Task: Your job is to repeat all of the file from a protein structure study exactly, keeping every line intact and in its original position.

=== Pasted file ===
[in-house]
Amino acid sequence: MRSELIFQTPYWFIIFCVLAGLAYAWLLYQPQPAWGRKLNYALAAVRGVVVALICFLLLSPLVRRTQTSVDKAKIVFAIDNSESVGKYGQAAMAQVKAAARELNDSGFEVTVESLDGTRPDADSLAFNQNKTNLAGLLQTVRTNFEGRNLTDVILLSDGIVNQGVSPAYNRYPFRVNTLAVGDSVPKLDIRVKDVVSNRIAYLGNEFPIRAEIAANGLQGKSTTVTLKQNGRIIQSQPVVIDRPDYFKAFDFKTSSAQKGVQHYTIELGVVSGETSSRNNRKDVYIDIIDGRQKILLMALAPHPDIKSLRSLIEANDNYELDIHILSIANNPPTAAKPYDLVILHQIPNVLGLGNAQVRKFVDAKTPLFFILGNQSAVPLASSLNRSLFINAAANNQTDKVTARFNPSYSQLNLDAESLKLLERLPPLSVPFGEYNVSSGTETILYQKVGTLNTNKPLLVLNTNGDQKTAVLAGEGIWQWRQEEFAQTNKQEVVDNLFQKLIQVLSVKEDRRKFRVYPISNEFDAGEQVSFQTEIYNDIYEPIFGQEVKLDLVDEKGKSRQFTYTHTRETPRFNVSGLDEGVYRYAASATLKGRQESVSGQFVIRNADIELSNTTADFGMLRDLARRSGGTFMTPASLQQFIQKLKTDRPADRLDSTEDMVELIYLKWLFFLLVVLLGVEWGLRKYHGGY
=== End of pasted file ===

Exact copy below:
[in-house]
Amino acid sequence: MRSELIFQTPYWFIIFCVLAGLAYAWLLYQPQPAWGRKLNYALAAVRGVVVALICFLLLSPLVRRTQTSVDKAKIVFAIDNSESVGKYGQAAMAQVKAAARELNDSGFEVTVESLDGTRPDADSLAFNQNKTNLAGLLQTVRTNFEGRNLTDVILLSDGIVNQGVSPAYNRYPFRVNTLAVGDSVPKLDIRVKDVVSNRIAYLGNEFPIRAEIAANGLQGKSTTVTLKQNGRIIQSQPVVIDRPDYFKAFDFKTSSAQKGVQHYTIELGVVSGETSSRNNRKDVYIDIIDGRQKILLMALAPHPDIKSLRSLIEANDNYELDIHILSIANNPPTAAKPYDLVILHQIPNVLGLGNAQVRKFVDAKTPLFFILGNQSAVPLASSLNRSLFINAAANNQTDKVTARFNPSYSQLNLDAESLKLLERLPPLSVPFGEYNVSSGTETILYQKVGTLNTNKPLLVLNTNGDQKTAVLAGEGIWQWRQEEFAQTNKQEVVDNLFQKLIQVLSVKEDRRKFRVYPISNEFDAGEQVSFQTEIYNDIYEPIFGQEVKLDLVDEKGKSRQFTYTHTRETPRFNVSGLDEGVYRYAASATLKGRQESVSGQFVIRNADIELSNTTADFGMLRDLARRSGGTFMTPASLQQFIQKLKTDRPADRLDSTEDMVELIYLKWLFFLLVVLLGVEWGLRKYHGGY